Astrophysicist and former President of the Royal Society, Martin Rees discusses his concerns and predictions for the future of humanity. He is concerned with a nuclear apocalypse, climate change, and an extinction-level asteroid impact. He also predicts our future in the cosmos if we d...

    I recently saw Martin Rees speak in Chicago and bought this book. It reads very much in the same way Rees speaks - bright, sparkly, optimistic, but also direct and opinionated about the dire challenges our world faces. An astronomer by trade and training, he is adept at addressing a wi...

    A lot of very practical ideas that have little likelihood of ever happening because we evolved from scavenging pack oriented hominids, & our primitive social order still trumps all else. It's too bad, really. ...

    One of the rare books where the impression is that of sitting at the knees of a wise elder thinker and learning form them resolutely, gently, and satisfactorily. Future: what it can bring, what are the constituents that will influence it, how to react to it, and how to interact with i...

    This was a 'wonderful' read. ...

    A techno realist makes his case for a more global, long term, ethical way of thinking (science) to solve humanities? mounting challenges. We should listen, and rethink our priorities as we focus on our future. ...

    Entertaining, nothing new here. ...

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  • Chuck
    Oct 28, 2018

    The Bleakest of Expectations The substance of this book is scientific, namely the most important threats to human life on Earth and their elimination or mitigation. But Rees?s intention, of course, is political He understandably wants to contribute to the generation of a consensus...

    "A feature of science is that as the frontiers of our knowledge are extended, new mysteries, just beyond the frontiers, come into sharper focus." To be able to look into the future, one must see the present in its complex, chaotic, simultaneous varieties. With charm and clarity, Ma...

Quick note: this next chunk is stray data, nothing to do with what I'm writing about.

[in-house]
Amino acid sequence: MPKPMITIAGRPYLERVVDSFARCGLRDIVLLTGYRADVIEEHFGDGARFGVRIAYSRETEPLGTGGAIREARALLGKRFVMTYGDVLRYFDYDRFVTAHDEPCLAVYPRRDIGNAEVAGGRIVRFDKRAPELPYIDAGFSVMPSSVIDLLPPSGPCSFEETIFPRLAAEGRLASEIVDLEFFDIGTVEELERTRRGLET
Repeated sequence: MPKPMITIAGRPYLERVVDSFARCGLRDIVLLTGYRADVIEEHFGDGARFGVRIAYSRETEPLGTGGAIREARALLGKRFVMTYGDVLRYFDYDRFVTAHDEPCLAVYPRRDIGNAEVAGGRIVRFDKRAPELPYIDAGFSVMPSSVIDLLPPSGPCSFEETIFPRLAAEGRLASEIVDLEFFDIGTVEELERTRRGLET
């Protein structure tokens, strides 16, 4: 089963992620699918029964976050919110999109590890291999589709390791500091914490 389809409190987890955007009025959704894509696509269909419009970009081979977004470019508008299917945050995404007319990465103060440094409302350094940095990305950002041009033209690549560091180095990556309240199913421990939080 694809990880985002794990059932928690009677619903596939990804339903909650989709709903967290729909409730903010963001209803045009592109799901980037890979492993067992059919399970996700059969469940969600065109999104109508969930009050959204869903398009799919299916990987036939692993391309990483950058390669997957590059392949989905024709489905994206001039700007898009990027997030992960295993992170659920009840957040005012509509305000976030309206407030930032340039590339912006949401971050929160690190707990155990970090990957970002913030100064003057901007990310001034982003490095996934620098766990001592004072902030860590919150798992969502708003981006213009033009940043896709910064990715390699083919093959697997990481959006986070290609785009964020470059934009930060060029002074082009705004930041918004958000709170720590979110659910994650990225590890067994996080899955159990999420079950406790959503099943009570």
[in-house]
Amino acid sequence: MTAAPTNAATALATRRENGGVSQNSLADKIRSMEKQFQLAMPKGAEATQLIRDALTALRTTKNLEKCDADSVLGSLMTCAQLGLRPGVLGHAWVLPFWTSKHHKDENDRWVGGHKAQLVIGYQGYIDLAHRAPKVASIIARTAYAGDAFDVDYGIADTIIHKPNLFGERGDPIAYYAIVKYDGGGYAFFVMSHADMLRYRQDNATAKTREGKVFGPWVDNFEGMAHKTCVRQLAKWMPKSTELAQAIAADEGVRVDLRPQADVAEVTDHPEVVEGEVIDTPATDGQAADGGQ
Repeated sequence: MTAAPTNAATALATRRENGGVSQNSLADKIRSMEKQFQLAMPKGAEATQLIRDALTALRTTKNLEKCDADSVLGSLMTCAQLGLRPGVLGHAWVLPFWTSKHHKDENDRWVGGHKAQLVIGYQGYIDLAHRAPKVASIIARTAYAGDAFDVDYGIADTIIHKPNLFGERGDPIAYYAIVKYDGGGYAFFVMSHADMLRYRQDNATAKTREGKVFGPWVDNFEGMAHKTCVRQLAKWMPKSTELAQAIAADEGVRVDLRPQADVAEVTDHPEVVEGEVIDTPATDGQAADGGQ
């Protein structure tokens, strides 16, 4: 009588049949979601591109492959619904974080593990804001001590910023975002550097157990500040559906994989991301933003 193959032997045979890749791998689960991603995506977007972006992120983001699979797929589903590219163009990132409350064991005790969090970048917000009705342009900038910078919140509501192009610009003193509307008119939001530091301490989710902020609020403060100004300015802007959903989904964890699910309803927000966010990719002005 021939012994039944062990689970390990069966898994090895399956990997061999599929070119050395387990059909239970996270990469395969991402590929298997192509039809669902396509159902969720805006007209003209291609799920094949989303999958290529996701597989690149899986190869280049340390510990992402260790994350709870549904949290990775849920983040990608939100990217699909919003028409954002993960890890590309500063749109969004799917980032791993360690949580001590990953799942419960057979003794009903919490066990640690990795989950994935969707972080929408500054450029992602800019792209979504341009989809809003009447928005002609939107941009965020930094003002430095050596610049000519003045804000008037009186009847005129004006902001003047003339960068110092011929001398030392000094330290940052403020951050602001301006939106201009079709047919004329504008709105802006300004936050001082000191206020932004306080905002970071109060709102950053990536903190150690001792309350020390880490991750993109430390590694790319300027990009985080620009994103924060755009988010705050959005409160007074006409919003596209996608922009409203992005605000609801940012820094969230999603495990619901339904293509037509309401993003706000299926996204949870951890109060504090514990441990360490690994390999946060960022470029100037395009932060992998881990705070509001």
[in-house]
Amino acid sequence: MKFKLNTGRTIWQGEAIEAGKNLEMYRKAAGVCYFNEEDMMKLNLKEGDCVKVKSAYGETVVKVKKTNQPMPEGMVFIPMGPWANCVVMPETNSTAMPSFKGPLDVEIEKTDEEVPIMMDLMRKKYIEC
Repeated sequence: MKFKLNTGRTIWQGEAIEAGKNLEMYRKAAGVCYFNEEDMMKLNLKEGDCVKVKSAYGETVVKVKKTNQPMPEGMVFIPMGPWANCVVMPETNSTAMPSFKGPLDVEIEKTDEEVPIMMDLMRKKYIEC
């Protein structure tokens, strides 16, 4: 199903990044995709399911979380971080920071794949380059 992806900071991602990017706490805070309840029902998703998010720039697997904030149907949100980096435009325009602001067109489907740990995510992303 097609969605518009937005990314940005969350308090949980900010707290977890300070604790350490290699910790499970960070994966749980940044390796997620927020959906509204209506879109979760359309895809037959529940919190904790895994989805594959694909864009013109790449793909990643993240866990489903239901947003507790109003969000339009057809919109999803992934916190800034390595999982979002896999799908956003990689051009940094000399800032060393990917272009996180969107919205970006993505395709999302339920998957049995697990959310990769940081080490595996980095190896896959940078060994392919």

When I was at school we had a great young history teacher who got everyone in the class to go out and buy a copy of Mao's Little Red Book. Some parents were decidedly unhappy, but it was a fascinating exercise, and though I found most of the contents impenetrable drivel, it was somethi...

    There have been a number of books written in the past decade by eminent scientists about their hopes, predictions, and worries for the 21st century and beyond. This latest entry from Martin Rees is a fine survey of several of these ideas written with his customary elegance and eruditio...

    Although there were some really good parts in the book, but nothing is discussed in depth. Only superficial ideas. If you want a casual read, go for it ...

    Unoriginal -- all this information can be found in similar, better books, and Rees's nonstop use of unnecessary quotation marks nearly gave me a heart attack. Fire your editor, dude. ...

    I didn't feel that the way this book was marketed at all reflects its contents. It has no real unifying argument or point to make, but is just a collection of the author's brief thoughts on various subjects. Sadly he never really spends long enough on any one topic to say anything inte...

    This book covered so many things: AI, space travel, climate change, biotech, and more. I loved how this book gave such a wide-ranging overview that I (a non-scientist) could easily grasp. ...

    Astrophysicist and former President of the Royal Society, Martin Rees discusses his concerns and predictions for the future of humanity. He is concerned with a nuclear apocalypse, climate change, and an extinction-level asteroid impact. He also predicts our future in the cosmos if we d...

    I recently saw Martin Rees speak in Chicago and bought this book. It reads very much in the same way Rees speaks - bright, sparkly, optimistic, but also direct and opinionated about the dire challenges our world faces. An astronomer by trade and training, he is adept at addressing a wi...

  • Rebecca
    Oct 16, 2018

    The Bleakest of Expectations The substance of this book is scientific, namely the most important threats to human life on Earth and their elimination or mitigation. But Rees?s intention, of course, is political He understandably wants to contribute to the generation of a consensus...

    "A feature of science is that as the frontiers of our knowledge are extended, new mysteries, just beyond the frontiers, come into sharper focus." To be able to look into the future, one must see the present in its complex, chaotic, simultaneous varieties. With charm and clarity, Ma...

    When I was at school we had a great young history teacher who got everyone in the class to go out and buy a copy of Mao's Little Red Book. Some parents were decidedly unhappy, but it was a fascinating exercise, and though I found most of the contents impenetrable drivel, it was somethi...